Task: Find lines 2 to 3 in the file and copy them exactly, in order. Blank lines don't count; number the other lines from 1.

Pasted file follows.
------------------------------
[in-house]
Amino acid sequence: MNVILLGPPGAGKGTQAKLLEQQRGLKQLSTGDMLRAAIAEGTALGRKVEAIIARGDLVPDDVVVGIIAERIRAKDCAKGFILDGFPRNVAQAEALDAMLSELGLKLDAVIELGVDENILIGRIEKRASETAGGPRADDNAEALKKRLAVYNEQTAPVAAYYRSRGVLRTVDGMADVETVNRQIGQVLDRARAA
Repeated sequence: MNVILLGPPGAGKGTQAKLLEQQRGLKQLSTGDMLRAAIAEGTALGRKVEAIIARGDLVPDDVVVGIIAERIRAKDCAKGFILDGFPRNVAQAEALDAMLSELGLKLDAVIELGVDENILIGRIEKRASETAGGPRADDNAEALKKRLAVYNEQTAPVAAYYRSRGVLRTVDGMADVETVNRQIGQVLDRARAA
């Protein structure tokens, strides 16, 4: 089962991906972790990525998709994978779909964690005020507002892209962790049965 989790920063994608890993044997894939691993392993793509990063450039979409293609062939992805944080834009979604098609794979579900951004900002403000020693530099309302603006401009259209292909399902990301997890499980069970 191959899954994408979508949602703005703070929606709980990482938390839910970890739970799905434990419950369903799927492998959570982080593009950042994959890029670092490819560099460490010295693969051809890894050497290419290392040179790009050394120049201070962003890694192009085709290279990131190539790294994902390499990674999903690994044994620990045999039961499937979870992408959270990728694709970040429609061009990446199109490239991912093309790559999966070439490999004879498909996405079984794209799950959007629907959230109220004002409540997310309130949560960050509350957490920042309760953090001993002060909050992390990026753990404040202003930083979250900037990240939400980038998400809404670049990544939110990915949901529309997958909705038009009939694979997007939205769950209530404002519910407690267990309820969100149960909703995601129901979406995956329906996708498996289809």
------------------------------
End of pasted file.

Amino acid sequence: MNVILLGPPGAGKGTQAKLLEQQRGLKQLSTGDMLRAAIAEGTALGRKVEAIIARGDLVPDDVVVGIIAERIRAKDCAKGFILDGFPRNVAQAEALDAMLSELGLKLDAVIELGVDENILIGRIEKRASETAGGPRADDNAEALKKRLAVYNEQTAPVAAYYRSRGVLRTVDGMADVETVNRQIGQVLDRARAA
Repeated sequence: MNVILLGPPGAGKGTQAKLLEQQRGLKQLSTGDMLRAAIAEGTALGRKVEAIIARGDLVPDDVVVGIIAERIRAKDCAKGFILDGFPRNVAQAEALDAMLSELGLKLDAVIELGVDENILIGRIEKRASETAGGPRADDNAEALKKRLAVYNEQTAPVAAYYRSRGVLRTVDGMADVETVNRQIGQVLDRARAA